“The portfolio of goods and services from forests is now very different to that two decades ago; yet there is a disconnect between the institutional framework and these new forms of forest use, leading to efficiency, equity and legitimacy deficits,” said Dr. John Innes, Dean of the Faculty of Forestry at the University of British Columbia, Canada.
The changes – from forest planting and forest harvesting and operations, to forest use and forest products – occur at different levels. Today, forests produce a complex array of products from forest ecosystem services to timber and bio-products.
Market values are increasingly being attached to forest ecosystem services and this is changing the value systems associated with forestry.
Dr. Innes is coordinating a Task Force set up by IUFRO – Resources for the Future: Transformation in Forest Use – to better understand those changes.
“Globalization, population growth, resource scarcity and ecological degradation are all influencing forest use,” he said.
“For instance, a growing middle class requires more forest products accessible through global supply chains. At the same time, these supply chains are threatened by, and contribute to, resource scarcity and ecological degradation,” he said. “In another example, policy makers have identified forest products as important to climate change, so new products have been developed to meet the climate challenge.
“Both these examples have explicit implications for forests and are transforming forest use, yet the institutional response has been slow and inadequate in dealing with these drivers,” he said.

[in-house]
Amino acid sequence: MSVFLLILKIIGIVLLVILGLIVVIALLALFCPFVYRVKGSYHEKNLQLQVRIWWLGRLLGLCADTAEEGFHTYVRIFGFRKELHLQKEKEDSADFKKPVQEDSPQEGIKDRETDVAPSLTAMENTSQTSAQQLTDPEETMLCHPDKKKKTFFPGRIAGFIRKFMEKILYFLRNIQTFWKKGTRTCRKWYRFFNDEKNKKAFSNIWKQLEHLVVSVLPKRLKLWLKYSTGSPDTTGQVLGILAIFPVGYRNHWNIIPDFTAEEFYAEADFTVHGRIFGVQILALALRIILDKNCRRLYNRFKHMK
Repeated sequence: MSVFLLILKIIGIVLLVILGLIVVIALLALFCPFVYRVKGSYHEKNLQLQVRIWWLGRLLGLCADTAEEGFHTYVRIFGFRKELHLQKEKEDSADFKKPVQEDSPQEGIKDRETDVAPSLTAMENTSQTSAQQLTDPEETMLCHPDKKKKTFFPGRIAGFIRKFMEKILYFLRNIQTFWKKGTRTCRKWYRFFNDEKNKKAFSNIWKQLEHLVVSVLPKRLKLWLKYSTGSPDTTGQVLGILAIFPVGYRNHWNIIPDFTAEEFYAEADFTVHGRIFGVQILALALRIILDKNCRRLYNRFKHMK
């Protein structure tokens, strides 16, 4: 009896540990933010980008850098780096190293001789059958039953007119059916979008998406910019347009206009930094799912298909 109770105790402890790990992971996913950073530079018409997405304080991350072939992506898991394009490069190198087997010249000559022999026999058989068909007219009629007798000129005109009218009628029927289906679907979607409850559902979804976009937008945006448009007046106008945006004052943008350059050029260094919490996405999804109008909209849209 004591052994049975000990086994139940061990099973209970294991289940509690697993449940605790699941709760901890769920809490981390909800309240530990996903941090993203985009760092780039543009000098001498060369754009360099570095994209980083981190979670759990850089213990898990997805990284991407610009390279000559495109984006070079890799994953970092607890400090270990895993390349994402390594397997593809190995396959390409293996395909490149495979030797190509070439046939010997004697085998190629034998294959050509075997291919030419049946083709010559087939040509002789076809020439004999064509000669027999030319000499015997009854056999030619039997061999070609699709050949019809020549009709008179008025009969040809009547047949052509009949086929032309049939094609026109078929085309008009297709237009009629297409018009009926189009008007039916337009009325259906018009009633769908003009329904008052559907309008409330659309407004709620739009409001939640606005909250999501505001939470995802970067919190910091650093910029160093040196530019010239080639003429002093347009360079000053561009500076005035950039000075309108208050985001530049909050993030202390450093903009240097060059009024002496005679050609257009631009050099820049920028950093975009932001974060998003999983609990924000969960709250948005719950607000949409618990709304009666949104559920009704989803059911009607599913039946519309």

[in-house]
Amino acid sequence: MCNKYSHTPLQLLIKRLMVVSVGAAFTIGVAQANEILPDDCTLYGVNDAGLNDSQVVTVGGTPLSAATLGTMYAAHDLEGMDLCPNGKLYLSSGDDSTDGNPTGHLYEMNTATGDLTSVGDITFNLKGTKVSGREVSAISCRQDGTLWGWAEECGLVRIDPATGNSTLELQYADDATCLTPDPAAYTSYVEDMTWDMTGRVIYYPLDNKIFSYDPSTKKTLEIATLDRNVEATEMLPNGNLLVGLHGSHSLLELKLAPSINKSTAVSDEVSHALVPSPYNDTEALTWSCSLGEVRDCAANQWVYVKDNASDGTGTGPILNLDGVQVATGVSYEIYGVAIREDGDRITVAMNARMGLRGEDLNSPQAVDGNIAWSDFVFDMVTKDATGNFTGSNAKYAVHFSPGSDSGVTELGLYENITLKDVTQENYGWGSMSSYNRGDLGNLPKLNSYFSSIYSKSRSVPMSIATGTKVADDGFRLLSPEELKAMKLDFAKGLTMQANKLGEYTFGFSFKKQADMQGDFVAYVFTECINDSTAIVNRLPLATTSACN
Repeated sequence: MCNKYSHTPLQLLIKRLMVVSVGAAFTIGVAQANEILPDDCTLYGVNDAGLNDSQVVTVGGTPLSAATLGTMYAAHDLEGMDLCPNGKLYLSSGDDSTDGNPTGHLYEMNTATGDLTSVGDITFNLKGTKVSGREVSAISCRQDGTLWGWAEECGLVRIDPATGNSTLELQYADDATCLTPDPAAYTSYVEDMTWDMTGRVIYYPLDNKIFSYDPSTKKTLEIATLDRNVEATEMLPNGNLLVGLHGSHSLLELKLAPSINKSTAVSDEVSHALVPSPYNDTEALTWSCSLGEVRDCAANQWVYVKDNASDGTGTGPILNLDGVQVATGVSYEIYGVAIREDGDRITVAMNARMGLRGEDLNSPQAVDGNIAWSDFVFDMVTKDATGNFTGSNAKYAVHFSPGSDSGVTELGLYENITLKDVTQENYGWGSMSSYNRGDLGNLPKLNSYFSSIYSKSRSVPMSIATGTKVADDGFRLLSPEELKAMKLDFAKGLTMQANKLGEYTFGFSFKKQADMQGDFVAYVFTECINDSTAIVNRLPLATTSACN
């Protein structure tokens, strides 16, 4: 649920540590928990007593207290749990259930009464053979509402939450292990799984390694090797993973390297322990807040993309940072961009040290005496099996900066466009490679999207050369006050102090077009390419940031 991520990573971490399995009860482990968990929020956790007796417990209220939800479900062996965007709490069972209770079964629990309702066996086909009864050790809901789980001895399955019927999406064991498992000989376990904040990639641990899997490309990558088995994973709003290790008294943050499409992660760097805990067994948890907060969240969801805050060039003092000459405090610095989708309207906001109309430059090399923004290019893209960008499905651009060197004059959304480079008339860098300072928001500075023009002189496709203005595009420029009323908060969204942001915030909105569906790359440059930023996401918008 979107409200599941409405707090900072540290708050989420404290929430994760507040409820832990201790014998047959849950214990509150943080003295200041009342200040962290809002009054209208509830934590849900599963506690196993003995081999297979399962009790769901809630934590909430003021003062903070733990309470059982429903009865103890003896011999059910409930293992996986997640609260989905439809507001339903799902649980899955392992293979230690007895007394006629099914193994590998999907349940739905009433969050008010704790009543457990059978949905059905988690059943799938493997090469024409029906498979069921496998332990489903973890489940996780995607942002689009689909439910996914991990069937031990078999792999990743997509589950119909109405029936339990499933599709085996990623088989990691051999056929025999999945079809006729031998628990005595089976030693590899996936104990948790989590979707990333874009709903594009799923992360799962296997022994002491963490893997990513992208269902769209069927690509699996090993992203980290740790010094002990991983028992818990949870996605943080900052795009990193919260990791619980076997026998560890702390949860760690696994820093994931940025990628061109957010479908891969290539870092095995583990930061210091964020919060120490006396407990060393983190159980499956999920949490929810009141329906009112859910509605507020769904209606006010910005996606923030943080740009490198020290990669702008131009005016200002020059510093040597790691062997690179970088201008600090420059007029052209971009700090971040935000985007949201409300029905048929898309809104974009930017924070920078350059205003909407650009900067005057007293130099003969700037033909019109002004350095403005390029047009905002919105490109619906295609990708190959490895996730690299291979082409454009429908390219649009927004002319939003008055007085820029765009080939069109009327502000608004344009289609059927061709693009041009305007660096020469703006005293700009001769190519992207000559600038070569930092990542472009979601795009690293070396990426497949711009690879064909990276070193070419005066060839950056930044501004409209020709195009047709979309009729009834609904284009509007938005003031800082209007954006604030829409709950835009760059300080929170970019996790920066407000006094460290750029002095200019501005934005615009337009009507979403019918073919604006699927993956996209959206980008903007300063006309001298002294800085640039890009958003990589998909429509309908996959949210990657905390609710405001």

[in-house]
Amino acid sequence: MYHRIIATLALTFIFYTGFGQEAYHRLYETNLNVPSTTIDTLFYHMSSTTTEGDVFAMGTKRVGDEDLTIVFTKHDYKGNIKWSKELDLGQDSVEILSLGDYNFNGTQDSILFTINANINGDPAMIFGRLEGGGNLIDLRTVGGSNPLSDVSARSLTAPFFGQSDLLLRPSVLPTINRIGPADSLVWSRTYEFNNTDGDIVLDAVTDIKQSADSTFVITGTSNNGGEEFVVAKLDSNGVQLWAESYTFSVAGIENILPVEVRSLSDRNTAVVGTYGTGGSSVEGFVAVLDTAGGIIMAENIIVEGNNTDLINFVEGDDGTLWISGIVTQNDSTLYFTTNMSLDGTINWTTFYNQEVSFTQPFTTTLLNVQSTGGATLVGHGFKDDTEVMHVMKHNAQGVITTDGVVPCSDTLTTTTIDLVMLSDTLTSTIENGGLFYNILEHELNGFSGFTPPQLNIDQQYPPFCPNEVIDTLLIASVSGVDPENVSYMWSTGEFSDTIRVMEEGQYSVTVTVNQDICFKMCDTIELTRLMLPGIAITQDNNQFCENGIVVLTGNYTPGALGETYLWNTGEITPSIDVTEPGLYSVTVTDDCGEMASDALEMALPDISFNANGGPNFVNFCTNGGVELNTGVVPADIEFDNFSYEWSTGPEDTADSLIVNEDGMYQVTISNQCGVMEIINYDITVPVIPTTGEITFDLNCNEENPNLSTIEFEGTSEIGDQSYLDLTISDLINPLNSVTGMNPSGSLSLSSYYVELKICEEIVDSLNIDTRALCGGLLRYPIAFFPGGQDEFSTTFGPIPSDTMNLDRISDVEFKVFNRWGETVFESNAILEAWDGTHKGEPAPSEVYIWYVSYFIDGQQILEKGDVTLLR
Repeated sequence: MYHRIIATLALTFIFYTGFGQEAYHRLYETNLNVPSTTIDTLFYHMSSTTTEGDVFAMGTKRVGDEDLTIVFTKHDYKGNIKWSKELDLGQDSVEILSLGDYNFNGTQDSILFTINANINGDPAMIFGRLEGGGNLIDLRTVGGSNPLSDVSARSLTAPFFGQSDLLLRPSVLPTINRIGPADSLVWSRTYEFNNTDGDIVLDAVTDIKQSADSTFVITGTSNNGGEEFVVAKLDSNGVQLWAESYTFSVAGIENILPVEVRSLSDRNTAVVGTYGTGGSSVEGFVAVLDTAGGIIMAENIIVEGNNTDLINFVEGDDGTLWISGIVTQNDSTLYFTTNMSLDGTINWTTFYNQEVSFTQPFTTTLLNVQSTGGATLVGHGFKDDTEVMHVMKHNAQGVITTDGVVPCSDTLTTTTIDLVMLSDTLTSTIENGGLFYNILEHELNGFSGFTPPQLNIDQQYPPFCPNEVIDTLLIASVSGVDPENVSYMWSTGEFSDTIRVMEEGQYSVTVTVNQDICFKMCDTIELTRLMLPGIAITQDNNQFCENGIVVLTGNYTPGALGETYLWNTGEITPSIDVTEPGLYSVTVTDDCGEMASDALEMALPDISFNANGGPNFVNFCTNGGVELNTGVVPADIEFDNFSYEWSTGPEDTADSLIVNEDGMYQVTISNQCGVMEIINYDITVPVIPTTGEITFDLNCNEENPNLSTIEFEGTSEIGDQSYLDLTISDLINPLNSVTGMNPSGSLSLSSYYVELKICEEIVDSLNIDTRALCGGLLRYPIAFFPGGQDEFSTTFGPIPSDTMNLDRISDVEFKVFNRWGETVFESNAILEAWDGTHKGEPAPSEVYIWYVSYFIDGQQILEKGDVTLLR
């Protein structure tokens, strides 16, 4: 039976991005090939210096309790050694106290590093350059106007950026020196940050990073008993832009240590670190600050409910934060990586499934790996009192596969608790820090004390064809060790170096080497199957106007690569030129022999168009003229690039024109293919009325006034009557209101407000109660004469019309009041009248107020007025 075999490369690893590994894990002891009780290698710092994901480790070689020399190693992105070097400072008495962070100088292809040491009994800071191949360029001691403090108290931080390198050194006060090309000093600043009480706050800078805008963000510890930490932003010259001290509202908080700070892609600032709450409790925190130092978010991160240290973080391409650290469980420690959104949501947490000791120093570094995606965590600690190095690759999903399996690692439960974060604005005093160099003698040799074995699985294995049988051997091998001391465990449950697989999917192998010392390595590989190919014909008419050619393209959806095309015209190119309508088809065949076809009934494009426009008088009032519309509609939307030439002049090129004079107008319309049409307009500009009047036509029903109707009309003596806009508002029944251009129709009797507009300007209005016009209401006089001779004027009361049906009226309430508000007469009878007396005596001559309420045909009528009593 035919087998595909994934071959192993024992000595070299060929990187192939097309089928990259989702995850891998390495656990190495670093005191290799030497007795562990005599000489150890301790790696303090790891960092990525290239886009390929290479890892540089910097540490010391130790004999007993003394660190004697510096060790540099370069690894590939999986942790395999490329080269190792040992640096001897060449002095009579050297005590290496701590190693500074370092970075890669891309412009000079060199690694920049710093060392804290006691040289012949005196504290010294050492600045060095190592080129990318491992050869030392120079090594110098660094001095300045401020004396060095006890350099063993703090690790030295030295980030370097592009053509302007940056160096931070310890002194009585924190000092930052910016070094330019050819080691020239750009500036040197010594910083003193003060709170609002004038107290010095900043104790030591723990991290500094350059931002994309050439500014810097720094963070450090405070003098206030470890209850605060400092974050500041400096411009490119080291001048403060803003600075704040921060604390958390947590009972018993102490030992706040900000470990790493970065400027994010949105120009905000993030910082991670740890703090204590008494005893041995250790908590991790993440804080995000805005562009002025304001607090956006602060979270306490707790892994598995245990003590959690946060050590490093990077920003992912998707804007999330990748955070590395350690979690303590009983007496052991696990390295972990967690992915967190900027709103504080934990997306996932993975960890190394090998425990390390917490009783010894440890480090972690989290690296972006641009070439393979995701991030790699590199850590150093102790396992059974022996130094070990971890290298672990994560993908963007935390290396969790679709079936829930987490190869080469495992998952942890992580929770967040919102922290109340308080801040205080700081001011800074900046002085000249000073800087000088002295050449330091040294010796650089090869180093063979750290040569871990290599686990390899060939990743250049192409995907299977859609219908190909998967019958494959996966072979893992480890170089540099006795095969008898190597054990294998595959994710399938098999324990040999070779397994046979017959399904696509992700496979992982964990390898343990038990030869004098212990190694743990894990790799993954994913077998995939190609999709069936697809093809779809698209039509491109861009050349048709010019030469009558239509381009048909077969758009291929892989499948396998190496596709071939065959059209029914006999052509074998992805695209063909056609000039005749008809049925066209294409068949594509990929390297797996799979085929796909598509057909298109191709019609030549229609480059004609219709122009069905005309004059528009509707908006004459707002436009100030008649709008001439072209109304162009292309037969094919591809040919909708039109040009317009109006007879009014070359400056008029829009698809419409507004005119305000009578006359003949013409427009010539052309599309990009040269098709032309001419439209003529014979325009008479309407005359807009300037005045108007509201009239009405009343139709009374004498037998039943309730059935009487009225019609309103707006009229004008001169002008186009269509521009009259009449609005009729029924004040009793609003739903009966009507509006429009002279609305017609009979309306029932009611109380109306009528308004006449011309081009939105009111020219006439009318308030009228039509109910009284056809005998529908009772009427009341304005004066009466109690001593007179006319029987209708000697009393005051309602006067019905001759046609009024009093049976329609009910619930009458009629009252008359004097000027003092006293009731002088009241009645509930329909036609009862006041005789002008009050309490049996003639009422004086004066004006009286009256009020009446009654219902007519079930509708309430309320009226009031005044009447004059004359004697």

Dr. Innes further noted that humans now value, in monetary terms, the full breadth of forest ecosystem services including non-market values and that now we also view forests as feedstock for the bio-economy.
“These are distinct and relatively nascent changes in our relationship with forests,” he said. “For many Indigenous communities across the globe, the changing relationship with forests has been dramatic – particularly as they engage in the forest sector as market participants.
“Valuation of forest ecosystem services can run counter to holistic Indigenous values; but valuation also affords protection by adequately recognizing, quantifying and integrating these values into decisions, and policy makers can consider the full costs of their decision. These values in the past were typically ignored,” Dr. Innes added.
The Task Force will seek to generate insights about the pathways that can be adopted to encourage a sustainable transformation in forest resource use.
It will identify institutions, governance structures, policies and instruments that can help policy makers and stakeholders address problems and capitalize on opportunities brought about by rapid change and describe the potential benefits and implications from them in terms of equity, effectiveness and efficiency.
It will also develop recommendations for forest research institutions to build understanding for, and implementation of, those various tools to support successful transformation in forest use.
The Task Force also convened a roundtable of leading global experts from government, industry, academia, NGOs and Indigenous groups in Dehradun, India in April of this year to further discuss the sustainable transformation of forest use. A book elaborating on the outcomes of that roundtable is expected in the near future.